I got to call Mom and tell her about her new car, with fresh temp tags, that afternoon. To say she was over-the-moon was an understatement. She absolutely loved the pictures. I offered to bring it to her that weekend (she lives in yet another state), but she said that she would let Little Sister drive it for a couple of weeks and then when she went to visit Little Sister in Houston, they could trade (Mom would give Little Sister the Sonata and drive the CX-5 home).
I drove the car for a few days, and then drove it to Houston. It felt a lot less computerized than my X5, but still great. It was quiet, comfortable and easy-to-use. The driving aids were primitive, but that was okay, since the Sonata didn’t have any of that. Overall, it felt old-school to me. Like I said, the current CX-5 dates back to MY2017, and—as far as I can tell—that was a heavy refresh on the old bones, so really, the engineering dates back to the first year for the CX-5, MY2013. But I liked it. It was charming. The only thing that wasn’t especially charming was Mazda’s decision to exclude a touchscreen and force you to use their controller. It’s fine in the car’s base UI, but honestly, CarPlay and Android Auto are annoying without a touchscreen. Mazda has since rectified this by including touchscreens on its newest cars, but restricting their use solely to CarPlay and Android Auto. So those guys are stubborn.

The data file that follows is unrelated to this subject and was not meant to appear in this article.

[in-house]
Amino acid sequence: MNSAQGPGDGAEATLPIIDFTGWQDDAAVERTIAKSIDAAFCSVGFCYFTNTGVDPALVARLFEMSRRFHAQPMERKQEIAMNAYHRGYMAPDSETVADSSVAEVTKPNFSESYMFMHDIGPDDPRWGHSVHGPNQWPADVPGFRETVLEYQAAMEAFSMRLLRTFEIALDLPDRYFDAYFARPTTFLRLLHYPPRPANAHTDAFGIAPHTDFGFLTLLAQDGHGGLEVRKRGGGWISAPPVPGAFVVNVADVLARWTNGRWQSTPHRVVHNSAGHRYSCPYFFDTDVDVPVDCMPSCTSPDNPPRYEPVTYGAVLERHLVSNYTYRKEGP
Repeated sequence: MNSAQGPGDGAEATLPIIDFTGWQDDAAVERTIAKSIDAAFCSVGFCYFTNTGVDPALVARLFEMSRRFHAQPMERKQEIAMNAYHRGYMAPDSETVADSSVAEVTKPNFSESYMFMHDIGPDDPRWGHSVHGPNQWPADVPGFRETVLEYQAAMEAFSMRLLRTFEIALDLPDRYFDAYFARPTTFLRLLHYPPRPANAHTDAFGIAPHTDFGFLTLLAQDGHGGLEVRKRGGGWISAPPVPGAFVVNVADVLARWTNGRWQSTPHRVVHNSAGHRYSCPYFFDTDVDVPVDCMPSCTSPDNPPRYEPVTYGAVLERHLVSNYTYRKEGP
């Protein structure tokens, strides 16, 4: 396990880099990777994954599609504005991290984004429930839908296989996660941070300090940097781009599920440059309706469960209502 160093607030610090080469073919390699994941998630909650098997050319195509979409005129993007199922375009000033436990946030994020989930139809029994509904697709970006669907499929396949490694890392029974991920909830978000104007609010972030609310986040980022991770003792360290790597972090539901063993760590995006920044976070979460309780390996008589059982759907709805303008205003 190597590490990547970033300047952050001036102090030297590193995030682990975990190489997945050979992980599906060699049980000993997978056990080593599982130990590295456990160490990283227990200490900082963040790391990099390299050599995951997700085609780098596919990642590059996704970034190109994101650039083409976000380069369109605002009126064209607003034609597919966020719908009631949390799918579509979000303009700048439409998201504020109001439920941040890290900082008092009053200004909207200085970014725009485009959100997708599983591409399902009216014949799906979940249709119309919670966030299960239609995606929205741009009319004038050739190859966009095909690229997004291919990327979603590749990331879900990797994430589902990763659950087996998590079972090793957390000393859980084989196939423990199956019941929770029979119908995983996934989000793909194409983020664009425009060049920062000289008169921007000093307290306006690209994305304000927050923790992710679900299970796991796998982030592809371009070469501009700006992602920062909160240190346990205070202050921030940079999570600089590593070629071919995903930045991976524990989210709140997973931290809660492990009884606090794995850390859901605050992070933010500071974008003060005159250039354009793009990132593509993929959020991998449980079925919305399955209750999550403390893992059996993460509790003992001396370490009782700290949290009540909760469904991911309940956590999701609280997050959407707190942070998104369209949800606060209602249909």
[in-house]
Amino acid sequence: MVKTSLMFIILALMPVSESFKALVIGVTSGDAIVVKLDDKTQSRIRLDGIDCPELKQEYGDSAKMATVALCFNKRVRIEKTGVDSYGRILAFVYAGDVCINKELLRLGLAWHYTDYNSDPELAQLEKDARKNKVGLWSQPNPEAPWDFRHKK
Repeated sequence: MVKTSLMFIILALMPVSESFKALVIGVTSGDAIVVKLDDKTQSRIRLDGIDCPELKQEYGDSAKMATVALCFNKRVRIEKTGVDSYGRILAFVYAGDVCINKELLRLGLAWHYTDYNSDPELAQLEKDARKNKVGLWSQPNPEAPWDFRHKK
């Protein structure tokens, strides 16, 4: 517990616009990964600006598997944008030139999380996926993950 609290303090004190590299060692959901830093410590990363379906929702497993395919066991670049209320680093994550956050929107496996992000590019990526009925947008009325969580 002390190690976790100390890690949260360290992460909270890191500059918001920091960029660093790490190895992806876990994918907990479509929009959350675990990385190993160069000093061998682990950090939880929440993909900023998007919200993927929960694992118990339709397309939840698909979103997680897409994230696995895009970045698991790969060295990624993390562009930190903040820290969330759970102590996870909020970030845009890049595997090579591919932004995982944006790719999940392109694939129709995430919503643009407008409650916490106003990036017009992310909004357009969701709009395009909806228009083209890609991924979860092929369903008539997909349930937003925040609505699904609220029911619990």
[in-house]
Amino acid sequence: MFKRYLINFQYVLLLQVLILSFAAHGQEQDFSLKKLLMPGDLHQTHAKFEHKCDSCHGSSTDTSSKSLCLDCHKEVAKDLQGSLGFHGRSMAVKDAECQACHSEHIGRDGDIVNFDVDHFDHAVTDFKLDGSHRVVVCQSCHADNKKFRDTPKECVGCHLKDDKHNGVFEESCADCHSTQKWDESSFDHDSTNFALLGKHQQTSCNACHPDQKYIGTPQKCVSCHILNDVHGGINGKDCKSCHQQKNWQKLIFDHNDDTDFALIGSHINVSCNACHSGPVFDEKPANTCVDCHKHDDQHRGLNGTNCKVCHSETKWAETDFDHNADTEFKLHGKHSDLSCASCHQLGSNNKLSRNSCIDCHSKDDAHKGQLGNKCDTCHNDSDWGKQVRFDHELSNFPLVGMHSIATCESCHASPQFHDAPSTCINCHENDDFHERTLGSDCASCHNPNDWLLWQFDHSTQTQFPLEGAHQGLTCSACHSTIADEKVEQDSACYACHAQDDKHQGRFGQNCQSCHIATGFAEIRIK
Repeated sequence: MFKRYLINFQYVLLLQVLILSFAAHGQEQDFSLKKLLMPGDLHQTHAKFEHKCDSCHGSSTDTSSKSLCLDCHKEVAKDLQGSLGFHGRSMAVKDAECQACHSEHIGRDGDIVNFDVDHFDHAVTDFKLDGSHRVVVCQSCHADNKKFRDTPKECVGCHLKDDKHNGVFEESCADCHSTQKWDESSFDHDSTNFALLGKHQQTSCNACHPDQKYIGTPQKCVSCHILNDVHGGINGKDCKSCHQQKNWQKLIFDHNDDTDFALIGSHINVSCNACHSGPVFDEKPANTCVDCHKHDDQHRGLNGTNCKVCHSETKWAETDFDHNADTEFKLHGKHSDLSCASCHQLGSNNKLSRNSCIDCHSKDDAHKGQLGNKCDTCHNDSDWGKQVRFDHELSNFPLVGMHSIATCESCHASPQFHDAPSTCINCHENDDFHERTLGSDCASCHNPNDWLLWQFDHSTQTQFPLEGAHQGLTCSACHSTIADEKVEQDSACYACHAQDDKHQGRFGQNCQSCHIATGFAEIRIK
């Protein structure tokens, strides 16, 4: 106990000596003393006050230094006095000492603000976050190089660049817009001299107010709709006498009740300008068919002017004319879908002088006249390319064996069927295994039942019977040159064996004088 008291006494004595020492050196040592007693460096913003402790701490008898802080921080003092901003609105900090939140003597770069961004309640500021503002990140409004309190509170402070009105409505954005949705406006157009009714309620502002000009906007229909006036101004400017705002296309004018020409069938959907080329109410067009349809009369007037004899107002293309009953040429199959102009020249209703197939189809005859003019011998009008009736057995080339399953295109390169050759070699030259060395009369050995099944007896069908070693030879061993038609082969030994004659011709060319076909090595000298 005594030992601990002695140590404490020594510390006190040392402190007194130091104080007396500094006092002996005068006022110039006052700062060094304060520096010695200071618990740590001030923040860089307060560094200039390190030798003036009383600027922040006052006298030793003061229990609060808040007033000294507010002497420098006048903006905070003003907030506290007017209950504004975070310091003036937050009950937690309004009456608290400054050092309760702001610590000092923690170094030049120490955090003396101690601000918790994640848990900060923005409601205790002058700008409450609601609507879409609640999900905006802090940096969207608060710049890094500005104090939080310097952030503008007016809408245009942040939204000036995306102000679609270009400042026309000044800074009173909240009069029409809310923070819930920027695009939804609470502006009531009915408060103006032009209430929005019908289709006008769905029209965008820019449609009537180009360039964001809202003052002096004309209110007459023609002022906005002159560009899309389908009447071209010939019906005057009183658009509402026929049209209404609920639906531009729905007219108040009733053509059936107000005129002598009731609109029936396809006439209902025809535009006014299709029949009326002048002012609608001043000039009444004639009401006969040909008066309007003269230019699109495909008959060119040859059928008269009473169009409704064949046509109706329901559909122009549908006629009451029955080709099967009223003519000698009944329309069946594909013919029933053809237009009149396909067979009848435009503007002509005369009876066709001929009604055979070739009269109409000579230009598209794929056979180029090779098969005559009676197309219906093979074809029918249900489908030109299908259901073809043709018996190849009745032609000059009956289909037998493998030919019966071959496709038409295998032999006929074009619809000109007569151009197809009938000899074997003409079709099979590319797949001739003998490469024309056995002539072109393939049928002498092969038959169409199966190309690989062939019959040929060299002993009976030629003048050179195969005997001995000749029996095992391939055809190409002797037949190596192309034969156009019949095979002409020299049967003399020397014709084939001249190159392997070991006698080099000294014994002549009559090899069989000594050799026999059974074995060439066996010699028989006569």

I knew Mom liked factory navigation systems (the Sonata and the Murano that preceded it both had the factory ones) and the Mazda car came with one, but you had to buy the Mazda map SD card to activate it, which was $500 at the dealer…but $40 on Amazon. Best $40 I’ve ever spent, and I installed it before dropping it off in Houston.